Prosecutors say impersonators who duped Secret Service agents are dangerous flight risks

In a memo arguing that the two men should remain in custody pending trial, prosecutors wrote that Arian Taherzadeh and Haider Ali compromised federal law enforcement operations and created a potential national security risk.

“The defendants were not simply playing dress-up,” prosecutors wrote in the memo filed Friday. “They had firearms, they had ammunition, they had bulletproof vests, they had tactical gear, they had surveillance gear.”

Taherzadeh and Ali were arrested earlier this week and charged with posing as Department of Homeland Security agents for more than two years. They gave federal agents expensive gifts and provided them with apartments in Washington, DC, according to the arrest memorandum. Taherzadeh allegedly offered to buy a $2,000 assault rifle for a Secret Service agent in the first lady’s protective gear, according to an affidavit.

Prosecutors have not provided an alleged motive or purpose for the bogus operation, nor have authorities identified the source of the money that financed it. The two men will appear at a detention hearing on Friday, and prosecutors have indicated in court that they may add additional “conspiracy” charges.

“None of the defendants is an employee of the United States government. But his phishing scheme was realistic enough to convince other government employees, including law enforcement officers, of his false identities,” prosecutors wrote.

“They pretended to recruit other law enforcement people and their phony operation…and took advantage of their phony law enforcement status to ingratiate themselves with other law enforcement officers in sensitive positions.”

After his arrest, prosecutors say Taherzadeh told investigators Ali financed most of his day-to-day operation, but Taherzadeh said he didn’t know where the money came from.

The couple were also in possession of “immigration documents for multiple individuals,” according to the prosecutors’ memo, and had significant access to information about other tenants at the Washington, DC, apartment complex, where they and several law enforcement officials. comply with the law resided, including electronic access codes and a list of each tenant.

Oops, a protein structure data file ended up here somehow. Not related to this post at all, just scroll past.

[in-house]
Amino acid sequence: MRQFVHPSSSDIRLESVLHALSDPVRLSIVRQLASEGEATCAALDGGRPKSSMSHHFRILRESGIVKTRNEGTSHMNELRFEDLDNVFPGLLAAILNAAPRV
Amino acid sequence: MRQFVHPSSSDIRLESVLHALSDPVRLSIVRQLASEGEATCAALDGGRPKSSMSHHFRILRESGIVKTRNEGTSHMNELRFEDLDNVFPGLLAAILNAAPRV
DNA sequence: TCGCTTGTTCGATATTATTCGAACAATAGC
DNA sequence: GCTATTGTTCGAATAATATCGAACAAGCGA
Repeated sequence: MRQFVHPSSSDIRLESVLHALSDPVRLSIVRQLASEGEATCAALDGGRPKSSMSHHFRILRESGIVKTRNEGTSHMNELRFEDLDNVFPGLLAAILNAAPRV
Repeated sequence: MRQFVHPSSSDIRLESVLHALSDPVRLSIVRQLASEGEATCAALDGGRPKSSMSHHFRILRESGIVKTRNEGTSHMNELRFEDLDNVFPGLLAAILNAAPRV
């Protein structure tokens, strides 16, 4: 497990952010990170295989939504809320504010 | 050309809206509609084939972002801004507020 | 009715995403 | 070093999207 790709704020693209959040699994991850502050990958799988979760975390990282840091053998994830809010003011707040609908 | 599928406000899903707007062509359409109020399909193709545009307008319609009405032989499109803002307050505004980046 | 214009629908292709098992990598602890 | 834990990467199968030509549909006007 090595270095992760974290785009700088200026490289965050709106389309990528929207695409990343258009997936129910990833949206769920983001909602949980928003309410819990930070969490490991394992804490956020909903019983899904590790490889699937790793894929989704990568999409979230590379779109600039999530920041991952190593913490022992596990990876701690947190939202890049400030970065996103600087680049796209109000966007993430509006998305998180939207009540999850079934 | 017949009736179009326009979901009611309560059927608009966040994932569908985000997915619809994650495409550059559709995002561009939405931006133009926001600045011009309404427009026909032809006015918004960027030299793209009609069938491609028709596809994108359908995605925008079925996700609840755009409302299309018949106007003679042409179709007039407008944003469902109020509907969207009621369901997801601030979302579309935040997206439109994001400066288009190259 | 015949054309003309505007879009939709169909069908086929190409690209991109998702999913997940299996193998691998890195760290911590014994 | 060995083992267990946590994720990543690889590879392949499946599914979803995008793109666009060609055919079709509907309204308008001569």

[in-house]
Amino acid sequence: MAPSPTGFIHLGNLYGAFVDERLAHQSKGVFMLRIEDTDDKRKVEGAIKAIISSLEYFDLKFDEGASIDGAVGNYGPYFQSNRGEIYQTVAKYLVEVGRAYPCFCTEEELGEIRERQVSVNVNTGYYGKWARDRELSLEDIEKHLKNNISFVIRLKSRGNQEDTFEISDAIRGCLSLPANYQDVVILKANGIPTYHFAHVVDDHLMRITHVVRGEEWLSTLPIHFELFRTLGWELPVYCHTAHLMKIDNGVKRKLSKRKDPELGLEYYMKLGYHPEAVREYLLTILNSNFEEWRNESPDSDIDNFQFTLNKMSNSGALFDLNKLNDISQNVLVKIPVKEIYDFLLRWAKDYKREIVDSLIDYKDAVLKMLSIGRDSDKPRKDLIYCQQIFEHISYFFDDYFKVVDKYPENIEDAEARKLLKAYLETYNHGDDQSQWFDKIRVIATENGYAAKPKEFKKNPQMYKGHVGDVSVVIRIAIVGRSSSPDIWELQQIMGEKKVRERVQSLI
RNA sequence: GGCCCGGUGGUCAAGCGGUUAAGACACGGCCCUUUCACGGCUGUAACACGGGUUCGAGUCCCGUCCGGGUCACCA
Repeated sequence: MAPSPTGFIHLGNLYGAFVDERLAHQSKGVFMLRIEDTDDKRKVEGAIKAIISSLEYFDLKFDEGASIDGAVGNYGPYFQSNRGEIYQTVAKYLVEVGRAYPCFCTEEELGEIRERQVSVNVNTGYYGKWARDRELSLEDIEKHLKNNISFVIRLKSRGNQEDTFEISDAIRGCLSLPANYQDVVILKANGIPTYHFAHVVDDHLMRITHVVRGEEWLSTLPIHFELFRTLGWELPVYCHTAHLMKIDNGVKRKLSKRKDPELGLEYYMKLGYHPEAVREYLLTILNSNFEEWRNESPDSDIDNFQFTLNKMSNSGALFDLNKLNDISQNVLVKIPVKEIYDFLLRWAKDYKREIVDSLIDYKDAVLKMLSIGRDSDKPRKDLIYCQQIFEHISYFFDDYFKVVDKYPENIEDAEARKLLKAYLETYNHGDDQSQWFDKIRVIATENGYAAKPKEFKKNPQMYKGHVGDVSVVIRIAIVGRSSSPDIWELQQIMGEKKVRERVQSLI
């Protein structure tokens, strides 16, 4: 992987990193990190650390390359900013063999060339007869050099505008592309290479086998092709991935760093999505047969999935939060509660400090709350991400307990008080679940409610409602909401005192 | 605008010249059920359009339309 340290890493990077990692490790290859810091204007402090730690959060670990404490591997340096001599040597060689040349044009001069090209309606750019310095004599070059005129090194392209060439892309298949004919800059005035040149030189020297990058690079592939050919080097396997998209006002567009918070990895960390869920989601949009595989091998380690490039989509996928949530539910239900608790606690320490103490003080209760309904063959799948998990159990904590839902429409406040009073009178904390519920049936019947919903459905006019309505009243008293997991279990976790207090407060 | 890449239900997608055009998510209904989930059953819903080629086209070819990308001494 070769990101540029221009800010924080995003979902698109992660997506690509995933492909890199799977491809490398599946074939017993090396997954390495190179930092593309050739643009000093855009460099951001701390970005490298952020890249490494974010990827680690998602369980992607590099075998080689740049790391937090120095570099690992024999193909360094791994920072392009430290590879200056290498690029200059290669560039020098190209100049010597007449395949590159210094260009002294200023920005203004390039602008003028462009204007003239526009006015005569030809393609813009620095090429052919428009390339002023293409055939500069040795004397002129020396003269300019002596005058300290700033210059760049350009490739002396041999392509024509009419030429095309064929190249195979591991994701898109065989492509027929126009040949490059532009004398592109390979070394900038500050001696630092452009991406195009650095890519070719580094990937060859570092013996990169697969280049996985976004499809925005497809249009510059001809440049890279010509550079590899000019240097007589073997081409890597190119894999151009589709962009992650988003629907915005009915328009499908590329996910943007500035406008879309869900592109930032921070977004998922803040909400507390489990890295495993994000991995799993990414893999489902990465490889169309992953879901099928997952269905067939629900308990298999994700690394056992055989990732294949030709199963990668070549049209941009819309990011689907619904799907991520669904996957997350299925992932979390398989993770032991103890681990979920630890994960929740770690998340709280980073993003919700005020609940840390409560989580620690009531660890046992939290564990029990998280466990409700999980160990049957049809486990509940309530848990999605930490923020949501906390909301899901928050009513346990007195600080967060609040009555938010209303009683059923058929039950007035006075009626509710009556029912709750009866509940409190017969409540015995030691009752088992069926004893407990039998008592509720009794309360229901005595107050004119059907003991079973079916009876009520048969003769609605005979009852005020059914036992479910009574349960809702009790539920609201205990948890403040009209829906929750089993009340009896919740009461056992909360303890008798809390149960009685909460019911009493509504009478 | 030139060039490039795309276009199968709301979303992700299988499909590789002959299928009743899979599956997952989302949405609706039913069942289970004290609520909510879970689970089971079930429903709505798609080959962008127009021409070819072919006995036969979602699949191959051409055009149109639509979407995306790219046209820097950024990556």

In addition, prosecutors said the couple had a machine to make “Personal Identification Verification” cards, as well as passport photos. Witnesses saw Taherzadeh with a PIV card that he used to log into his laptop that had a “DHS” label on it, according to the memo.

Taherzadeh had several copies of his driver’s license and identification cards, and Ali had traveled to Iran and had two visas from Pakistan and one to travel to Egypt.

According to the memo, Taherzadeh and Ali were storing weapons and law enforcement equipment in several apartments they rented at a DC apartment complex. In an apartment, which investigators said was used for storage, investigators found a loaded Glock 19 pistol and a Sig Sauer pistol, long gun parts, sights and multiple rounds of ammunition.

In other apartments, investigators discovered surveillance equipment, including 30 hard drives, hard drive copying equipment and a “high-end drone,” as well as clothing with police insignia, police parking signs, a fingerprint kit latent and a lock picking kit, according to the arrest memorandum.

Taherzadeh pleaded guilty to misdemeanor assault and battery on his wife in a Virginia court in 2013, prosecutors said, and is prohibited from possessing firearms.

Neither Taherzadeh nor Ali have submitted a formal statement.

Leave a Comment